|Nōritsu Kōki Kabushiki-gaisha|
|Traded as||TYO: 7744|
|Hirotsugu Nishimoto (CEO)|
Noritsu printer-paper processors (called minilabs) are typically designated a model number beginning with "QSS" followed by a number which increases with each new model. As of August, 2019, the newest Noritsu minilab are the QSS 39 series. Noritsu film processors for both C-41 negative and E-6 slide films are typically designated QSF, followed by a letter/number combination.
Noritsu does not produce consumer photographic products such as film, photographic paper, and chemicals. Because of this, Noritsu works with Eastman Kodak, which produces film, photographic paper and chemicals, but not photofinishing equipment. Some Noritsu models have been re-branded and sold by Kodak as their own equipment. More recently, Noritsu has sold their digital minilabs under their own name, but with Kodak's software (called DLS for Digital Lab System) providing image processing and a user interface, rather than Noritsu's own software. Noritsu sold and supported Kodak's "Picture Maker" kiosks when they were first introduced in the mid-1990s. Noritsu equipment works with different brands paper and chemicals including Kodak, Fujifilm, and Trebla.
Noritsu printer-paper processors are designed for color photographic prints, but can be modified to print black and white.
Although Noritsu has typically produced minilabs that utilize traditional silver halide papers and photographic exposure systems, inkjet printing systems in partnership with Epson have been added to the product line since 2003. Noritsu refers to them as "digital dry printers".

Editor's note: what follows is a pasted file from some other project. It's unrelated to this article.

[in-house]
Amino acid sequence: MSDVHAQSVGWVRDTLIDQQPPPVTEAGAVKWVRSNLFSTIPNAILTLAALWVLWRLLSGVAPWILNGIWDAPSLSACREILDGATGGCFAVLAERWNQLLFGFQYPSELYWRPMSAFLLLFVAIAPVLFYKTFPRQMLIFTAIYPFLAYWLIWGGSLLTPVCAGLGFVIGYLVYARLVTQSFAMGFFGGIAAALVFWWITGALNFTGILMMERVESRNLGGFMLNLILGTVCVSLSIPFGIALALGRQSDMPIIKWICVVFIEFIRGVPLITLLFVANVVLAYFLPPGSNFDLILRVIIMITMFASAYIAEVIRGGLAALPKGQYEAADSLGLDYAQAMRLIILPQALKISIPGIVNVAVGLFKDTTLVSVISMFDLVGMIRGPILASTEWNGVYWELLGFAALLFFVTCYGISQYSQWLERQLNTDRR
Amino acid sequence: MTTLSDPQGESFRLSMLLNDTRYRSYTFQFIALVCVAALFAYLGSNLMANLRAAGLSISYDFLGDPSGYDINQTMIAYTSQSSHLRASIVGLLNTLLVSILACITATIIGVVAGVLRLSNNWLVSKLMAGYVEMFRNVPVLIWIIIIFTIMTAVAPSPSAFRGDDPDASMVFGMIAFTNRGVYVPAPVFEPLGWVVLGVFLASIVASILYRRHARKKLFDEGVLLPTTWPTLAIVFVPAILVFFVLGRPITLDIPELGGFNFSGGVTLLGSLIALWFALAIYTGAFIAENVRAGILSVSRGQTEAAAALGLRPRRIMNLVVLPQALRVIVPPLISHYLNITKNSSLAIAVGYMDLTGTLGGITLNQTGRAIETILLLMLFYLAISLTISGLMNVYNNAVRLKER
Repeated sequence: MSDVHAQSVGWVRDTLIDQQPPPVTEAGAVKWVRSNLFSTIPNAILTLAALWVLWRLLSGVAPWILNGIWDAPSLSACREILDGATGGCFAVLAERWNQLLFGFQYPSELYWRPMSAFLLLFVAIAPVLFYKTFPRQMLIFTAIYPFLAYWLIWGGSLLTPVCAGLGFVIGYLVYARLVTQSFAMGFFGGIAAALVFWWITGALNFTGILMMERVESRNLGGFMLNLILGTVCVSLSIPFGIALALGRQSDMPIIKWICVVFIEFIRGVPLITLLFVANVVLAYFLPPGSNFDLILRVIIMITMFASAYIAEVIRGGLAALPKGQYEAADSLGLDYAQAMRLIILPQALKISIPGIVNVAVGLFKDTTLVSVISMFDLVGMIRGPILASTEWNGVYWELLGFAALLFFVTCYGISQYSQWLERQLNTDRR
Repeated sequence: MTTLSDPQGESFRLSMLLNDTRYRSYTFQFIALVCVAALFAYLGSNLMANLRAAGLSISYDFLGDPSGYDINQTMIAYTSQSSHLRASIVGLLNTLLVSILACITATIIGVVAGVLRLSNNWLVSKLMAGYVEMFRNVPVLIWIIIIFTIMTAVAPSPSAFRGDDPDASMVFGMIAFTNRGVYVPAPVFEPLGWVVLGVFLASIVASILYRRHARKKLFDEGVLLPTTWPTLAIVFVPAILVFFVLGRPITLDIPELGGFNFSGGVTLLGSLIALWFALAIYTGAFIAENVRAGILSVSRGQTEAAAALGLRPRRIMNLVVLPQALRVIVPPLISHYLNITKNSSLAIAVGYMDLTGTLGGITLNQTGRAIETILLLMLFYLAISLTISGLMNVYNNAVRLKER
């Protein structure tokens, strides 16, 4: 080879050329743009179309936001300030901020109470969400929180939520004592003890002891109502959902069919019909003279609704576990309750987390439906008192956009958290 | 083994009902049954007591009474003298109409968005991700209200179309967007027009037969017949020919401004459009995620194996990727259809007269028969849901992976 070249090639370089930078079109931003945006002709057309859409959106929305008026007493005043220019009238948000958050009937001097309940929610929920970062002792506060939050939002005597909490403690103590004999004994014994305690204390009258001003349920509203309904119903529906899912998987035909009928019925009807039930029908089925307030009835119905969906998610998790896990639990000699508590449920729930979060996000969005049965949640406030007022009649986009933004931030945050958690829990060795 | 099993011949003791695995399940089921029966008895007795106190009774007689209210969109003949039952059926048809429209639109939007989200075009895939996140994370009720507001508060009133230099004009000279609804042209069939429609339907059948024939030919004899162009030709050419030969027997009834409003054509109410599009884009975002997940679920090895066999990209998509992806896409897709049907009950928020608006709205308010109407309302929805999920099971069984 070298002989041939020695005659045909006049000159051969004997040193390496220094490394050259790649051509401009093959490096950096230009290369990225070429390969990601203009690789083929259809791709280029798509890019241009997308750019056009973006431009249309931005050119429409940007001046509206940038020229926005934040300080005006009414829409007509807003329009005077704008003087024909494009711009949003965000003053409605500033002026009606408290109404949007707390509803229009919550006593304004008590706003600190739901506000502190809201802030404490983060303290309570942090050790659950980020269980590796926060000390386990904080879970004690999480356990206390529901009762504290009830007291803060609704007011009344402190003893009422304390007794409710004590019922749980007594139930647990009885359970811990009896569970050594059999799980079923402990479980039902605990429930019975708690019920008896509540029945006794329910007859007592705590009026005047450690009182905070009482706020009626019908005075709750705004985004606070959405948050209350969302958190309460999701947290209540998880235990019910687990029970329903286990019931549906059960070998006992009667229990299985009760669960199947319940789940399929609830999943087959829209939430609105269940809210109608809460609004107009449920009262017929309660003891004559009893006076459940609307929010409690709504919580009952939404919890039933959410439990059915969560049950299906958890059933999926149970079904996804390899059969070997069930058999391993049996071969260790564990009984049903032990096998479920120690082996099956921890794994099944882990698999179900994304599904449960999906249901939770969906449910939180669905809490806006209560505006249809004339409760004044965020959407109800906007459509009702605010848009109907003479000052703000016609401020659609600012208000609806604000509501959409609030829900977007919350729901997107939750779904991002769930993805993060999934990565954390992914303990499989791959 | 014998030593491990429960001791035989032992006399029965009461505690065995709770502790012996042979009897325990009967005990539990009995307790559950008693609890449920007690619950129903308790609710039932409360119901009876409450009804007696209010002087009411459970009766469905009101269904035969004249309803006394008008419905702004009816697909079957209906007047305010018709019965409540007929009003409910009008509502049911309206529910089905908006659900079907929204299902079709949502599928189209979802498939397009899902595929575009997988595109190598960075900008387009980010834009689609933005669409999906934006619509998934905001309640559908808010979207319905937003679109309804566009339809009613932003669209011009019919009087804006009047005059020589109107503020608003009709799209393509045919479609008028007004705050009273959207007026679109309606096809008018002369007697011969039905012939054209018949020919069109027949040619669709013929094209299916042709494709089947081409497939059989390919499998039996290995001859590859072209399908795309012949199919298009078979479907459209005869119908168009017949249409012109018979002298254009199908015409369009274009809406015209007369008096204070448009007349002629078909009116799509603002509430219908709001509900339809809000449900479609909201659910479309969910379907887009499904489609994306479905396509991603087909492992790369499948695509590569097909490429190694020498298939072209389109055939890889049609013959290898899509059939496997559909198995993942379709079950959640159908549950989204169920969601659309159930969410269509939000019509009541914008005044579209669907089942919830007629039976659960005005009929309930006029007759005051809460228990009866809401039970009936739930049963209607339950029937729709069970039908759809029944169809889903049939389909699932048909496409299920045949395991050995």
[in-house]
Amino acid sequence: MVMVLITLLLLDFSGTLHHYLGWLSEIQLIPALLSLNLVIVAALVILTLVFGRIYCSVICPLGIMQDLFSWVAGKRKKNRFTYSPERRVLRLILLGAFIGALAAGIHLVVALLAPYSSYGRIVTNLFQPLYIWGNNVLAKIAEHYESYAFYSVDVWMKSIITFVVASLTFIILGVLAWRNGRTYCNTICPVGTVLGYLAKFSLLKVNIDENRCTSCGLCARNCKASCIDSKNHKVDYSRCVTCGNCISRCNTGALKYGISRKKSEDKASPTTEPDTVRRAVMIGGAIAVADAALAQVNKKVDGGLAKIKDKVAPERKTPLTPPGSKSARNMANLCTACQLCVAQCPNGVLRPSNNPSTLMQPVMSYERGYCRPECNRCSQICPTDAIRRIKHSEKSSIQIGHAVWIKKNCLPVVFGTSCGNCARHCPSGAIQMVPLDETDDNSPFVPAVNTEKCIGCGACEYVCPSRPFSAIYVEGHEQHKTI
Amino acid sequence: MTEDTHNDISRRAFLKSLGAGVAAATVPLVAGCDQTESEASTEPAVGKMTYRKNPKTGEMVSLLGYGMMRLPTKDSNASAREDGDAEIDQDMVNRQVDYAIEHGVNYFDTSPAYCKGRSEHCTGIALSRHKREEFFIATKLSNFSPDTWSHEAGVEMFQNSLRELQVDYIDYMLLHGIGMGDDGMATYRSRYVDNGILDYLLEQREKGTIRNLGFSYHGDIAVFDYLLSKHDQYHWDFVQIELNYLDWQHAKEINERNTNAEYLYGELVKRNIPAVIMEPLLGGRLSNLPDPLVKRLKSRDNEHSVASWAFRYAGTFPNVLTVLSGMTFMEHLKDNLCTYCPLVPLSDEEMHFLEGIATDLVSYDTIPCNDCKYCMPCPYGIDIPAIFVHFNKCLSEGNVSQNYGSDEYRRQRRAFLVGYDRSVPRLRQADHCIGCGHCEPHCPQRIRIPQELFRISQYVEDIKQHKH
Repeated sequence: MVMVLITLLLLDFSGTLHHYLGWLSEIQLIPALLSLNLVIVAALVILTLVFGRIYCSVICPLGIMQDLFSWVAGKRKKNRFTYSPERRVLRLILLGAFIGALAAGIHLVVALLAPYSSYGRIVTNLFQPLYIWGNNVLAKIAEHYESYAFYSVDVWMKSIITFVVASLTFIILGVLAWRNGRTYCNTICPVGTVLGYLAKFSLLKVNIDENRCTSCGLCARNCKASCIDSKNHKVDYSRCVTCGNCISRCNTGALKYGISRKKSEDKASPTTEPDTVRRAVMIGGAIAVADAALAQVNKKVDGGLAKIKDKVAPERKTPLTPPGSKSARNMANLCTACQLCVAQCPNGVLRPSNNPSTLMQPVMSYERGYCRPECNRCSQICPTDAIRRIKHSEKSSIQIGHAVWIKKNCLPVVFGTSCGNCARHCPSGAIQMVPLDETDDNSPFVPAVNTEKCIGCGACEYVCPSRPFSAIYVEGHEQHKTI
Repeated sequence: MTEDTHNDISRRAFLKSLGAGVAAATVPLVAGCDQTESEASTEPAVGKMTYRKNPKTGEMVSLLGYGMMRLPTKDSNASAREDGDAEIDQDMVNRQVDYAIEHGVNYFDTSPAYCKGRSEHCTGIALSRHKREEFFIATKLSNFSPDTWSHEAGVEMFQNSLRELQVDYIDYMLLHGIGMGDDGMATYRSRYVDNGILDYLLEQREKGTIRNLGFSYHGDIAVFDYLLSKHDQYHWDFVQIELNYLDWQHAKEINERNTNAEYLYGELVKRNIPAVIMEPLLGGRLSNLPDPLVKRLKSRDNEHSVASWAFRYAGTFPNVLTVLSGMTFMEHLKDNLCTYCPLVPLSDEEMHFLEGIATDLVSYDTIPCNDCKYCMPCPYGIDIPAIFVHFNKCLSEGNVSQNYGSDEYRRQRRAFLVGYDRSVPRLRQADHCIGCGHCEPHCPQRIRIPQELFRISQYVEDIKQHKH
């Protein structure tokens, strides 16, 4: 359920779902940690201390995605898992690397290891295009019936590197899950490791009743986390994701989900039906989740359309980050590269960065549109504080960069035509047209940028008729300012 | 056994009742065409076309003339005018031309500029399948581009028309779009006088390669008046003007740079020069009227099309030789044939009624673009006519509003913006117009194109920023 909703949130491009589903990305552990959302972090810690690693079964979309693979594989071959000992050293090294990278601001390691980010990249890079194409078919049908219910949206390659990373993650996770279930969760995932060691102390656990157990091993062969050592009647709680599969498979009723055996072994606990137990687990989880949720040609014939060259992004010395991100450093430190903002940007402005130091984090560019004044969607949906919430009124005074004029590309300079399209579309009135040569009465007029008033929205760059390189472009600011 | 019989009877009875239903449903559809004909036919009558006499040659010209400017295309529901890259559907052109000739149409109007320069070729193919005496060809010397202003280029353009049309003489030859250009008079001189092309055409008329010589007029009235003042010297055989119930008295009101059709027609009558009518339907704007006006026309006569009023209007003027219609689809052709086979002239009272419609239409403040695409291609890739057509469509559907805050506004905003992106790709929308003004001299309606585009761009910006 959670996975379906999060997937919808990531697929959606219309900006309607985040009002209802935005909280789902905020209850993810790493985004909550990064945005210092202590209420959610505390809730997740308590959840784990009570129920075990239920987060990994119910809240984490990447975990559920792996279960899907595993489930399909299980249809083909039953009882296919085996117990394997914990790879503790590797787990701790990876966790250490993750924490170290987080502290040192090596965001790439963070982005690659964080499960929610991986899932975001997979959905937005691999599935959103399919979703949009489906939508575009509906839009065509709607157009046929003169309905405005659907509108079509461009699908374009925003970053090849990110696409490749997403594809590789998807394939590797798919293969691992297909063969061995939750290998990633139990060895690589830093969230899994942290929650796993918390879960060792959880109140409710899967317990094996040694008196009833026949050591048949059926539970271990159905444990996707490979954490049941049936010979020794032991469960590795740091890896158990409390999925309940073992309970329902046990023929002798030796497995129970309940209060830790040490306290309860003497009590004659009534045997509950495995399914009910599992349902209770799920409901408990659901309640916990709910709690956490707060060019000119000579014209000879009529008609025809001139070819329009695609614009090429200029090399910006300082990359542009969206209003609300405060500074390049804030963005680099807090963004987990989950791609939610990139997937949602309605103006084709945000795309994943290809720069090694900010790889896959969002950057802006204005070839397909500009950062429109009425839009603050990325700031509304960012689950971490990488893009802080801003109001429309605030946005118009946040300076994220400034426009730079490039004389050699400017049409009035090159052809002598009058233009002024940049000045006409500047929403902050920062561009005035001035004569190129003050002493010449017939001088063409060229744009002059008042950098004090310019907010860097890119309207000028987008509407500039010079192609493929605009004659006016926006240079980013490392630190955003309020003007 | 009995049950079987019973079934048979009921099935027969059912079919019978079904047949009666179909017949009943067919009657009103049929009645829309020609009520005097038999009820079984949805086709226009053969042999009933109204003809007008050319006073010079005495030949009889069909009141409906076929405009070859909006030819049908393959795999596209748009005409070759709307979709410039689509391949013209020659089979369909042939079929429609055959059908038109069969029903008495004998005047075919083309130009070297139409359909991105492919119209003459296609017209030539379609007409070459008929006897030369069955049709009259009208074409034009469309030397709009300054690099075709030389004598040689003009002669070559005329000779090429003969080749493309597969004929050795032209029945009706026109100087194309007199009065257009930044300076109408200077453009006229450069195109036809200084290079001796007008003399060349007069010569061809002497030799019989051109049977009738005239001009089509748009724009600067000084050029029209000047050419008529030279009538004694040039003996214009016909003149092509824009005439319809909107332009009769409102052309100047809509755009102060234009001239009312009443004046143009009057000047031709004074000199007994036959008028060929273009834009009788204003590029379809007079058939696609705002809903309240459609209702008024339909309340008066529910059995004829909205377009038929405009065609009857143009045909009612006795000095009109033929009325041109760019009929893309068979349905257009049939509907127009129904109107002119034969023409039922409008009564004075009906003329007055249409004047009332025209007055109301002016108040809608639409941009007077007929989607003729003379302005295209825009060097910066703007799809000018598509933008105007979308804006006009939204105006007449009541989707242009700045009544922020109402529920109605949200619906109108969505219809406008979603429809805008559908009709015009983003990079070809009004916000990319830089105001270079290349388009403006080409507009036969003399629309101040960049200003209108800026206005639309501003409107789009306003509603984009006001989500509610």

In March 2006, Noritsu and Fuji announced a strategic alliance for Noritsu to manufactures all of Fuji's photofinishing hardware. Each company produces its own software.
North American subsidiaryEdit
Noritsu America Corporation is the North American company that sells, distributes and repairs photo-processing machines designed and manufactured by Noritsu Koki. Founded in 1978, the American company has a dedicated sales, technical-support, and field-support staff based in Buena Park, California.
- "Do Fuji and Noritsu Look Alike? Reason: They Really Are (Well, Almost)". Imaginginfo.com. Retrieved 24 May 2019.
- U.S. Patent 6,554,388, col. 1